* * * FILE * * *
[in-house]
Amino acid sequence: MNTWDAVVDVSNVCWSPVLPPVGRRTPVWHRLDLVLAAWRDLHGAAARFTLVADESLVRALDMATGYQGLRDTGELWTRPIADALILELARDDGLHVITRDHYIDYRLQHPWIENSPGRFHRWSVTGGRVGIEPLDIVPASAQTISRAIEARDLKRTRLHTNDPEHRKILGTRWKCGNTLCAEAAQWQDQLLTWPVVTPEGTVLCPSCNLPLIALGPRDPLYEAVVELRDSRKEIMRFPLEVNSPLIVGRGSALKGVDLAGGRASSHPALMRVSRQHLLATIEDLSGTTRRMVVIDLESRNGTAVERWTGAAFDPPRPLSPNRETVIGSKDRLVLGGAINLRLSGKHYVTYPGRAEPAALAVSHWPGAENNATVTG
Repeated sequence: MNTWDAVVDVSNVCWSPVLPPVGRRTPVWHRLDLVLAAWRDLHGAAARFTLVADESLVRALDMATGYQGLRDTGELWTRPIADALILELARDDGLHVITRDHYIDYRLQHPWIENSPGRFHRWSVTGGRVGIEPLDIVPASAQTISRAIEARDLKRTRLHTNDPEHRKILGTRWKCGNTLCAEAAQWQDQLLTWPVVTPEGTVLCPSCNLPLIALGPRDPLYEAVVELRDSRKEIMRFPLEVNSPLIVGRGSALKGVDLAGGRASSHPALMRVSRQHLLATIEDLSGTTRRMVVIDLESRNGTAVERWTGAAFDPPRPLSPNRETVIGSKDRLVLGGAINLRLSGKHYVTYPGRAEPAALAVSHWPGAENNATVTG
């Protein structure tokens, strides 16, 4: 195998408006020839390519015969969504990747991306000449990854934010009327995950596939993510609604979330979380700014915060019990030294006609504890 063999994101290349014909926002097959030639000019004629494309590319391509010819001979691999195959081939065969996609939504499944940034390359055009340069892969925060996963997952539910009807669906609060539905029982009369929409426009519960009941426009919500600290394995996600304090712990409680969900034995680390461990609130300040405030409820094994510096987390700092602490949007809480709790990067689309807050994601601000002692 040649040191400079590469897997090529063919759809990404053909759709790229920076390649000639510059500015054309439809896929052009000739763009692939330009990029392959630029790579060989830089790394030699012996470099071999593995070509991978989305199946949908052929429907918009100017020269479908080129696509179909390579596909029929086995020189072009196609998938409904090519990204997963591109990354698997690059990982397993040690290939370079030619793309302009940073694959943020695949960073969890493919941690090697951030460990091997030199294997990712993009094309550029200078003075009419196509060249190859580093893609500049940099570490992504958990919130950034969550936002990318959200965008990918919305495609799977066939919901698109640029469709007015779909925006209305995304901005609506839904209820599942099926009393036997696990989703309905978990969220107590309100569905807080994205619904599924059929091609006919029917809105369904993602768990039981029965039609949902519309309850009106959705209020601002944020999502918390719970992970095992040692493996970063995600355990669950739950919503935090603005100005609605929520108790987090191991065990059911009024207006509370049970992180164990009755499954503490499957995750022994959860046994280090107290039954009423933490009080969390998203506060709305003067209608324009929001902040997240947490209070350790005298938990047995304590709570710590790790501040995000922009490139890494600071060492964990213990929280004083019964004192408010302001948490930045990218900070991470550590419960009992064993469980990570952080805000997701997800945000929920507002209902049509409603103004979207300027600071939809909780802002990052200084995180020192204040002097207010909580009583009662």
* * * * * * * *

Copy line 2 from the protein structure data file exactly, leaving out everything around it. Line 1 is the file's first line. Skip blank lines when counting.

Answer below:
Amino acid sequence: MNTWDAVVDVSNVCWSPVLPPVGRRTPVWHRLDLVLAAWRDLHGAAARFTLVADESLVRALDMATGYQGLRDTGELWTRPIADALILELARDDGLHVITRDHYIDYRLQHPWIENSPGRFHRWSVTGGRVGIEPLDIVPASAQTISRAIEARDLKRTRLHTNDPEHRKILGTRWKCGNTLCAEAAQWQDQLLTWPVVTPEGTVLCPSCNLPLIALGPRDPLYEAVVELRDSRKEIMRFPLEVNSPLIVGRGSALKGVDLAGGRASSHPALMRVSRQHLLATIEDLSGTTRRMVVIDLESRNGTAVERWTGAAFDPPRPLSPNRETVIGSKDRLVLGGAINLRLSGKHYVTYPGRAEPAALAVSHWPGAENNATVTG